Pardon my actor-speak, but Frank Langella has grown into his apparatus. When he was a young leading man, his deep voice could seem too plangent, his movements too deliberate; his gravity could suggest, rightly or wrongly, self-worship. (Those things made him an excellent Dracula, however.) But in the last decade, as William Paley in Good Night, and Good Luck and Nixon (onstage in Frost/Nixon), he was better than good; he was perfect. As Leonard Schiller, a forgotten literary novelist in Starting Out in the Evening, he is better than that. This is what great screen acting is about. It’s not a flamboyant performance. Langella is never more expressive than when he’s immobile, unsmiling, staring out from a body that has become too lumbering a vessel for his churning brain. The movie is about Schiller’s relationship with two women: his protective daughter, Ariel (Lili Taylor), who shares her anxieties about growing old without having a child, and Heather (Lauren Ambrose), a vivid and vivaciously pretty graduate student who says his first novel changed her life and wants to write a master’s thesis that will spur his rediscovery. She seems to want something else, too, but Schiller knows he’s a decade too old for the game she wants to play.
Upper West Side intellectuals, people who talk like writers, a May-December romance: The movie has the trappings of something insufferable. It isn’t, though. It’s marvelous. It’s unapologetically literary, minus the contempt of Noah Baumbach’s Margot at the Wedding. These are people who use books to live fuller lives. Andrew Wagner (who co-wrote the script with Fred Parnes) made a lovely family road documentary called The Talent Given Us and brings the same wry but affectionate eye to the characters here. Every time the movie threatens to evolve into melodrama, Wagner pulls back—but the actors show, in their eyes, the passion that could lead to melodrama. Taylor—a superb actress in a comeback role—is wary without being a drag; Ambrose is neither totally ingenuous nor totally calculating but an irreducible mixture of both. Above all is Langella, achingly vulnerable under layers of flesh. In one scene, alone, he eats peanut butter intensely, thoughtfully, and nothing he could do as Hamlet would seem deeper or more poetic.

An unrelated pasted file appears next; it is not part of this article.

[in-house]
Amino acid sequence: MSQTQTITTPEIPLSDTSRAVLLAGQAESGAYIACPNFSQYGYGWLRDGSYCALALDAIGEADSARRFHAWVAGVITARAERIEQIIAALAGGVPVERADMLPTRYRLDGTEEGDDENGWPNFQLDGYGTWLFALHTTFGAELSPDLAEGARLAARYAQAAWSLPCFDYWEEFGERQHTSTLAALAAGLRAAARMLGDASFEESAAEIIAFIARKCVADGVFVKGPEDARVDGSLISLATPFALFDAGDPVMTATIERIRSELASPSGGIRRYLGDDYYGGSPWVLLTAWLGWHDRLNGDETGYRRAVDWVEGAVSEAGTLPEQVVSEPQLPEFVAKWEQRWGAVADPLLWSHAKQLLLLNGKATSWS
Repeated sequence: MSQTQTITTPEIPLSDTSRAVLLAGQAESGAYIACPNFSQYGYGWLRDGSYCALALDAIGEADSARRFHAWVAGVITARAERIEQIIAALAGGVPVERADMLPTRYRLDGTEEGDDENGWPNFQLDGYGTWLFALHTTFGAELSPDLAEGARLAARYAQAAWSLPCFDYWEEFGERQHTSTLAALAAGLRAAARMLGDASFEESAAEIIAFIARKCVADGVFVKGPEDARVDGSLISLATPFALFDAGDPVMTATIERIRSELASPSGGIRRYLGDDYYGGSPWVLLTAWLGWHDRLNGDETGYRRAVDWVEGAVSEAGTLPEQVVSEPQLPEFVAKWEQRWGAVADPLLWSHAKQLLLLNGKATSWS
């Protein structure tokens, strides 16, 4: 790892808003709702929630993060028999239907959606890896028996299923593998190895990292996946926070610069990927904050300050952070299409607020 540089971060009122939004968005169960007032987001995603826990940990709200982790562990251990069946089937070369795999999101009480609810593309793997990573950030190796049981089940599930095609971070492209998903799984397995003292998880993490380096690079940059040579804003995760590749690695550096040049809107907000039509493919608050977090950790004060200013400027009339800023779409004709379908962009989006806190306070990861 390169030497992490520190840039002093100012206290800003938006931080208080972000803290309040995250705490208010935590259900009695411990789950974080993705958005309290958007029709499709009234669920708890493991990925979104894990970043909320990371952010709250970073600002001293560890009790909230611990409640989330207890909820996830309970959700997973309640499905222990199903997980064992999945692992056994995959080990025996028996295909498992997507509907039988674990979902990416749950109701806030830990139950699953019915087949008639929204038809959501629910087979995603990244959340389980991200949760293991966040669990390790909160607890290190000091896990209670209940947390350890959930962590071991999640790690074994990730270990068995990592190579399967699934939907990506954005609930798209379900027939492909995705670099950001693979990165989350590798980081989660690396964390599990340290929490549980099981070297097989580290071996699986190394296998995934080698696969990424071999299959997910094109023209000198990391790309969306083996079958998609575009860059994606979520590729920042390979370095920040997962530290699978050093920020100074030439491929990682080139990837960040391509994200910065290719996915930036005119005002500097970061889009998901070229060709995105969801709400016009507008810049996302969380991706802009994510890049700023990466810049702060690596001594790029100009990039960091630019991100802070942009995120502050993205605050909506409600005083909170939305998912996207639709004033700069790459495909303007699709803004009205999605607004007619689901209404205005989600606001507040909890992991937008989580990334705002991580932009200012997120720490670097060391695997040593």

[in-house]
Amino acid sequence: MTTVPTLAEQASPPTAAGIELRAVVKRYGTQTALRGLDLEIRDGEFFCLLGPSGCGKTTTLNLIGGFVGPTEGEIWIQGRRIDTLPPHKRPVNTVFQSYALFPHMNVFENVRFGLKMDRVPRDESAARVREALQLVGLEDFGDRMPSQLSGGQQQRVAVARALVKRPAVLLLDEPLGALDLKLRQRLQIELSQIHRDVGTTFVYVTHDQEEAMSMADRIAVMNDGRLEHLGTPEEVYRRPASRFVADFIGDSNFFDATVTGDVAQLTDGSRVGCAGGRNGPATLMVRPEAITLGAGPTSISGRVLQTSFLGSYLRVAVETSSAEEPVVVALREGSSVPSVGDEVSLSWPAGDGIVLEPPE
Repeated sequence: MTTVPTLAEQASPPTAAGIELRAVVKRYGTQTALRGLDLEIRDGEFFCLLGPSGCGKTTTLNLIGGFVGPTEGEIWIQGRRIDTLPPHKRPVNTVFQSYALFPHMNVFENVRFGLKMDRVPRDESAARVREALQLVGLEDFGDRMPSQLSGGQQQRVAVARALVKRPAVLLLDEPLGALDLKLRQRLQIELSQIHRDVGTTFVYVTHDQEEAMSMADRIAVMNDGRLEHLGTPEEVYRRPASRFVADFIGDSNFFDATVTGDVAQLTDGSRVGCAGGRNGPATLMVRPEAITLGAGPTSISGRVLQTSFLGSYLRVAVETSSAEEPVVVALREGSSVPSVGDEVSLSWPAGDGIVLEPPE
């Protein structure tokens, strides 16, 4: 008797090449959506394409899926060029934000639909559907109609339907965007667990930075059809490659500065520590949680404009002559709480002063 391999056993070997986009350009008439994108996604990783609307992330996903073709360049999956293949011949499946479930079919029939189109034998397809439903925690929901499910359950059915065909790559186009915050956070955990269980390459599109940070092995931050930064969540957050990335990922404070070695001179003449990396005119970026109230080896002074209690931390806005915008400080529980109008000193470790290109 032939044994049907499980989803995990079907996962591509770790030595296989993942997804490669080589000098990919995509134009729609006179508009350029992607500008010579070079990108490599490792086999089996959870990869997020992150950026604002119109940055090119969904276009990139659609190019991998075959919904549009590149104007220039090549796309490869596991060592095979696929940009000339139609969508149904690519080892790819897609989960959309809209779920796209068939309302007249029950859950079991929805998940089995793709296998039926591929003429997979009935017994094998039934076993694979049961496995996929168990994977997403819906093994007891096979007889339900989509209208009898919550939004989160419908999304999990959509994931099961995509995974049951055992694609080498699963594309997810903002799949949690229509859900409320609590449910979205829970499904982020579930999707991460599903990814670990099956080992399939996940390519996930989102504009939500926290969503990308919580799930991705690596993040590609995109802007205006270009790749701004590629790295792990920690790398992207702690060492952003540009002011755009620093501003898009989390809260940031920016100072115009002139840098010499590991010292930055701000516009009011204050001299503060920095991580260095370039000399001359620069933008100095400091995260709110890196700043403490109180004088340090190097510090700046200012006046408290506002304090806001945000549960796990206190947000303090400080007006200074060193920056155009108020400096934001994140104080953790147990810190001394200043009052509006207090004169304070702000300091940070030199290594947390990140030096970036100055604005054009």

I’m still recovering from Frank Darabont’s The Mist, a Stephen King adaptation with CGI beasties, derivative setups, and patches of clunky dialogue that somehow transcends the horror genre and becomes a cry of despair, both primal and of this moment. I’ll write about it next week. Be very afraid.
The real Bob Dylan doesn’t appear in I’m Not There, but he does have a filmography. Dylan played the small role of “Alias” in the 1973 Western film Pat Garrett & Billy the Kid. Then, in 1975, he wrote and directed the panned surrealist film Renaldo and Clara (Sam Shepard and Allen Ginsberg also pitched in), in which he appeared as Renaldo, while ex-lover Joan Baez played the “Woman in White.” He was an artist in Dennis Hopper’s Catchfire, and a chauffeur in 1999’s film noir Paradise Cove. And in 2003, he co-wrote and starred in (as a legendary singer) Masked and Anonymous—which the Times called an “unholy, incoherent mess.”